Complex Commands

Some commands imply quite a lot! For instance, the "move_scatter_from_object" employs an entire swarming subsystem that helps objects move away from each other, so we don't get a chicken buildup in one corner.

Creating this metacomputer in C++ or another OO language, we would probably create a "ObjectScatter" class that encapsulated this information. But using this class still requires us to (in code) understand all of the context that integrates this code with other code. When we create a proper metacomputer such as the one above, we can still encapsulate this code but we only need to integrate it with the metacomputer itself, not every enemy AI we write.

You will need...

For this type of metaprogramming to really work well, I would recommend a language that supports:

- Typeless variables

- Easily described arrays (e.g., JSON would be fine, here, too.)

- Closures

Conclusion

These past two blog posts have been a bit more technical than I usually write. Hopefully it has been helpful to somebody, at least in thinking about problems a little bit differently.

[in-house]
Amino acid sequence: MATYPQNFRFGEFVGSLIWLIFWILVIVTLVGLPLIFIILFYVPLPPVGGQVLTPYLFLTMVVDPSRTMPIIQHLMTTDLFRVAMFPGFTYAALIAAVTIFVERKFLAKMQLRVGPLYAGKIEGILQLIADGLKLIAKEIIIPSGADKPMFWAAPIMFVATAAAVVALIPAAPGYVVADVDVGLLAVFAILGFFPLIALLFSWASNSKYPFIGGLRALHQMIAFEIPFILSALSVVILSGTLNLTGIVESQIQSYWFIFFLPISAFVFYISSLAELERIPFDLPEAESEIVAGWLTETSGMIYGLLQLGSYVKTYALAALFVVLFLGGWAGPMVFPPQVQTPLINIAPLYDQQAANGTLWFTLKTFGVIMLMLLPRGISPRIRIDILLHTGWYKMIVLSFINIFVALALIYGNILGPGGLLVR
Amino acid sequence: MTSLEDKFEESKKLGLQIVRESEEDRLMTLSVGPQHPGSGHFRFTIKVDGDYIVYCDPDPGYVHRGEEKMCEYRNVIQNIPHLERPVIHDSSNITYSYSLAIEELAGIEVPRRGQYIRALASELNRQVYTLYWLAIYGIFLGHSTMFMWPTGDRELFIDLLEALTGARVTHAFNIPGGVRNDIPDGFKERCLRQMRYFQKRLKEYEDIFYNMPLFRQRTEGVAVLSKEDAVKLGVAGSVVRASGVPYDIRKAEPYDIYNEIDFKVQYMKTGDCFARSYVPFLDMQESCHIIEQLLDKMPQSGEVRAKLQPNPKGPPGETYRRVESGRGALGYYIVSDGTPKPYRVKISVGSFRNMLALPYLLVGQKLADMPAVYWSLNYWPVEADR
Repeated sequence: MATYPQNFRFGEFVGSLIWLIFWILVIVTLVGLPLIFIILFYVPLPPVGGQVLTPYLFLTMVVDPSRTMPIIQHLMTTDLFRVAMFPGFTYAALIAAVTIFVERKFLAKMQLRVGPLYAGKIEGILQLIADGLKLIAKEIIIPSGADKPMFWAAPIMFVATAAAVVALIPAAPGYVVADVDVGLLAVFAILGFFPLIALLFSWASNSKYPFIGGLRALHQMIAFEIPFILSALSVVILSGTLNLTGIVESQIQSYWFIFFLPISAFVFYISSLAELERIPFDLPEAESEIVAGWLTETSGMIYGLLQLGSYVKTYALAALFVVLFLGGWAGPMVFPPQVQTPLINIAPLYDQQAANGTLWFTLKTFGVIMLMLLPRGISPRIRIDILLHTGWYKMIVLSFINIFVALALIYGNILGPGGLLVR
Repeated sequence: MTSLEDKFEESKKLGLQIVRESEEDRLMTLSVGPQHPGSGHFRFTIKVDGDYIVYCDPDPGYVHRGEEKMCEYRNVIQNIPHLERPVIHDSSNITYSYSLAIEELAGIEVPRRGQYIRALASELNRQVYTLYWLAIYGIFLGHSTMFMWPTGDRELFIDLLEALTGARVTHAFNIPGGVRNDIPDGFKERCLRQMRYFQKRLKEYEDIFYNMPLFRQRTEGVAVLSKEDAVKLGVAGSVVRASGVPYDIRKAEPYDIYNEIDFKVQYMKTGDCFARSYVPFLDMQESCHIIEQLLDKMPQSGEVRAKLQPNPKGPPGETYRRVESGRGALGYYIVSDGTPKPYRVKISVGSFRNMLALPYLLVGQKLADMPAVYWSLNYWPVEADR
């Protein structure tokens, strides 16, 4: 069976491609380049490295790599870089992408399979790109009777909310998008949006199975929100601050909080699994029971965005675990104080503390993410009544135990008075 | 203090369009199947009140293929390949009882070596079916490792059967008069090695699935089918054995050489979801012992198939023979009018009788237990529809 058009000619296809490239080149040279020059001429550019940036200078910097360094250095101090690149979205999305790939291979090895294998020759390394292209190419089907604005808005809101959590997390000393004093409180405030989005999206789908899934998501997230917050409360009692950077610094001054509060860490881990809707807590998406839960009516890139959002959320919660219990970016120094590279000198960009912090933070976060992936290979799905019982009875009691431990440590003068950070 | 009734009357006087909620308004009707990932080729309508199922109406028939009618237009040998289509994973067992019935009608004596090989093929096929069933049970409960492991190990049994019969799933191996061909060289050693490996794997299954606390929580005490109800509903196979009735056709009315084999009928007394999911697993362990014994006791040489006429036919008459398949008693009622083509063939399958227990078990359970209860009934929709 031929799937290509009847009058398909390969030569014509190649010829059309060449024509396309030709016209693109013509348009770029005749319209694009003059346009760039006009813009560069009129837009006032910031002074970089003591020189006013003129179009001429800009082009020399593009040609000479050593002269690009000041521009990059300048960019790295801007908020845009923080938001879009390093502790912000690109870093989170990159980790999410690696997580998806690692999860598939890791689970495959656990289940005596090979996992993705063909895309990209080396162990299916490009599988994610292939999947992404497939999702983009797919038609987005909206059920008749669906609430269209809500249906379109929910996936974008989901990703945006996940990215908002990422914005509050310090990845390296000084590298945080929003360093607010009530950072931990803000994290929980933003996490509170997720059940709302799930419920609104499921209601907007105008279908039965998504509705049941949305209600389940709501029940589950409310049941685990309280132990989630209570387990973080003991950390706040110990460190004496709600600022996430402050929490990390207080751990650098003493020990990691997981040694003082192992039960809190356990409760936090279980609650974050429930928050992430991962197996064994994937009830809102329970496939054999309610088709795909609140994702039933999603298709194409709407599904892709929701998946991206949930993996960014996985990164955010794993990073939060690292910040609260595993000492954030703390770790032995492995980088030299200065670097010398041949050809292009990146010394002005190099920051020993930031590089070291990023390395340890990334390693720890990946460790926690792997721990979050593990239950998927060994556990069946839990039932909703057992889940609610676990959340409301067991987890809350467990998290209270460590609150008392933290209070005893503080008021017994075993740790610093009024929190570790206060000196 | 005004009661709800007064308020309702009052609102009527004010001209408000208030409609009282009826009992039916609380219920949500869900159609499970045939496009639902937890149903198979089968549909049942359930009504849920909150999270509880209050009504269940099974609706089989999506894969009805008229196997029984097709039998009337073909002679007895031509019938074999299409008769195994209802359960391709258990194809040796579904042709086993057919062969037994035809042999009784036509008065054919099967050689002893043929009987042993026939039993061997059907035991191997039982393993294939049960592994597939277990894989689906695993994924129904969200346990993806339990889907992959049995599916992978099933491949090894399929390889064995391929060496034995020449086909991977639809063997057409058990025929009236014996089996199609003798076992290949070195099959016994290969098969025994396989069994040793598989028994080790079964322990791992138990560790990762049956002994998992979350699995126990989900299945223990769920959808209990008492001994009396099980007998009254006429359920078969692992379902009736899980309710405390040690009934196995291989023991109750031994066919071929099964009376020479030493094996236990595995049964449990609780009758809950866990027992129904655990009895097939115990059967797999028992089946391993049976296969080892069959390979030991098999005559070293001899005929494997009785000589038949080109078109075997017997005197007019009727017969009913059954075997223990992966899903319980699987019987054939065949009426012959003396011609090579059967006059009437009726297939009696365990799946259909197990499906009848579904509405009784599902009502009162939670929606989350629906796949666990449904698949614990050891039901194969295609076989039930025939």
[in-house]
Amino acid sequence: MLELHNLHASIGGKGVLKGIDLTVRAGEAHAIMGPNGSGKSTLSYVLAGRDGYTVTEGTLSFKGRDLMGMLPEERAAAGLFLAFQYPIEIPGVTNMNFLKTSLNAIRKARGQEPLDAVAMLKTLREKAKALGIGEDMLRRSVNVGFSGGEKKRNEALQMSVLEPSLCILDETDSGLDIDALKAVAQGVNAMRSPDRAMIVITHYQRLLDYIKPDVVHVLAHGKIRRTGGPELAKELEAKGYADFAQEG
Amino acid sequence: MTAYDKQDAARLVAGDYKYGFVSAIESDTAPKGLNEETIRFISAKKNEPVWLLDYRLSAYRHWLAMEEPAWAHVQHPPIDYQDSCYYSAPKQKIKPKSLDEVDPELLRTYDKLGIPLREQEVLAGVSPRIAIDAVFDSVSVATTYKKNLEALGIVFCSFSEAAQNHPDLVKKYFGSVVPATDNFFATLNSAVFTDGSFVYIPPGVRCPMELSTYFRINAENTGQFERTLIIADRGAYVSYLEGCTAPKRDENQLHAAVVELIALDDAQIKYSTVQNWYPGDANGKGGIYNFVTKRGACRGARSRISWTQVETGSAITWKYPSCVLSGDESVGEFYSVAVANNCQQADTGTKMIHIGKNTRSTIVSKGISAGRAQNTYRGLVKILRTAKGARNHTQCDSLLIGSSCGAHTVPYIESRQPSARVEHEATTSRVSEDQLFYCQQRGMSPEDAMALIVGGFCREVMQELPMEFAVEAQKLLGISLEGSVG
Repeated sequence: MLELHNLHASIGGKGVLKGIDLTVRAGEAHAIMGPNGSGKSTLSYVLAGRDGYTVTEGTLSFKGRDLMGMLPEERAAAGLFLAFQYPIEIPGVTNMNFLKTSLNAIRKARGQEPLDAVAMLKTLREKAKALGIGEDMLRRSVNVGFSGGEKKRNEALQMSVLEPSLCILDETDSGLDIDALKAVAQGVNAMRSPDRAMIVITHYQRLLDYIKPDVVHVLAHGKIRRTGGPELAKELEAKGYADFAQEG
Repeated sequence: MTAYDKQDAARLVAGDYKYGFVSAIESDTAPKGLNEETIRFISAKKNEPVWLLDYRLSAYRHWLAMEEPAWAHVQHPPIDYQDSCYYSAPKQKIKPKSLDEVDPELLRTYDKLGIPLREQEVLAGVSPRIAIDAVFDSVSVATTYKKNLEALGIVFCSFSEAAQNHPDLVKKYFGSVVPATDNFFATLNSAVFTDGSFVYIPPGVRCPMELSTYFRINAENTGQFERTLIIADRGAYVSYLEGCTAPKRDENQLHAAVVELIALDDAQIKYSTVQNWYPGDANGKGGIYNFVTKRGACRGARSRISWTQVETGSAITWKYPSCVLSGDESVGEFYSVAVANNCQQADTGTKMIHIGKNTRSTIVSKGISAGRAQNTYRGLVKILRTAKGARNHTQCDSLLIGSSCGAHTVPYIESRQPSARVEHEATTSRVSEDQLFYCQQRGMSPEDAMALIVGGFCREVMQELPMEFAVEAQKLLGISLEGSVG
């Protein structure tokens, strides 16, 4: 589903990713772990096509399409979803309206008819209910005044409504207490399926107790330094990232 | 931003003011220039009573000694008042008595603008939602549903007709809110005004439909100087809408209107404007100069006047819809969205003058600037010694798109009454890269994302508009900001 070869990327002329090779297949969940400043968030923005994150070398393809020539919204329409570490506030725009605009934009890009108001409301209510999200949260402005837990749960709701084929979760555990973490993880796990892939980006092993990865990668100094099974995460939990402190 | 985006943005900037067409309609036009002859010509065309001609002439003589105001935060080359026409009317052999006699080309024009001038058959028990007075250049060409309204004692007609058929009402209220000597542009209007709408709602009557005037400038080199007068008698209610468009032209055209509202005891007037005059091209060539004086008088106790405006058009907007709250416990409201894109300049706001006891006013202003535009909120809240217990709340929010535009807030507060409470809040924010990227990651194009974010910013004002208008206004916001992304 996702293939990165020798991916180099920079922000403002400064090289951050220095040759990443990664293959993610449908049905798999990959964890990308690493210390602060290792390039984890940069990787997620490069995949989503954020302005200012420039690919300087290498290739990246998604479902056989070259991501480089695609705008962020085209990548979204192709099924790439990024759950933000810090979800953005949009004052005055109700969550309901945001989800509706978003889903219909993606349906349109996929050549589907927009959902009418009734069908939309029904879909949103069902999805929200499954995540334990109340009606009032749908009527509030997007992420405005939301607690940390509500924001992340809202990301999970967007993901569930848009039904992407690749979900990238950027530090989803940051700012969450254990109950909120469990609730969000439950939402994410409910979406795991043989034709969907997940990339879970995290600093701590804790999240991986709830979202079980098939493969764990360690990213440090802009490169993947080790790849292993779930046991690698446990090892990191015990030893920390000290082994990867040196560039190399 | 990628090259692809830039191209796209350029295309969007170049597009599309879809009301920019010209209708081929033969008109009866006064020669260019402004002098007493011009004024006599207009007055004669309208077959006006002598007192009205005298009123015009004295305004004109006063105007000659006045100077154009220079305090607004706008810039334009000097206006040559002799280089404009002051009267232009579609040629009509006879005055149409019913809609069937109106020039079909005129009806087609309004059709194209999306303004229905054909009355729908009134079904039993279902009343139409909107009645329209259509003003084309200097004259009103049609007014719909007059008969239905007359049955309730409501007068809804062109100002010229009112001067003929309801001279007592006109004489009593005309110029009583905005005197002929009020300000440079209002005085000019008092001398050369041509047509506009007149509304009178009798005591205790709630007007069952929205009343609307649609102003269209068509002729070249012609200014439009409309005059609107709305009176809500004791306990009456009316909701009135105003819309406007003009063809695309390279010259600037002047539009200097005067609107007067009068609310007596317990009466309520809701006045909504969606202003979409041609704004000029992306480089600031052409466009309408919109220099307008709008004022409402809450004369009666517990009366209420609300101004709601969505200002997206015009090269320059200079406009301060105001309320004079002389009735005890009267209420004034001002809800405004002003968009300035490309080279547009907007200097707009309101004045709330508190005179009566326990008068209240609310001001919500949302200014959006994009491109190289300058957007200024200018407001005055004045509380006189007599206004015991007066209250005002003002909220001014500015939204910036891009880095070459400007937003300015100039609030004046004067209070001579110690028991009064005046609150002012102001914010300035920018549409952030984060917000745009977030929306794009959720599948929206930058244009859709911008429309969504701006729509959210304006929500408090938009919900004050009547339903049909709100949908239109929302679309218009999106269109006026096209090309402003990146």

Most programmers I meet are busy making highly generalized systems, with lovely interchangable components. I wonder sometimes if we don't lose a lot of context when we do this. We end up with the feeling, at the end, that we've created a system that we can make anything with, but that doesn't actually save us that much work.

If you like, you can see these blog posts as an suggestion to think about more specific, context-driven systems. Just my $0.02!

Thanks for reading and next time we'll try and keep it a bit lighter, hmn!

2010-04-09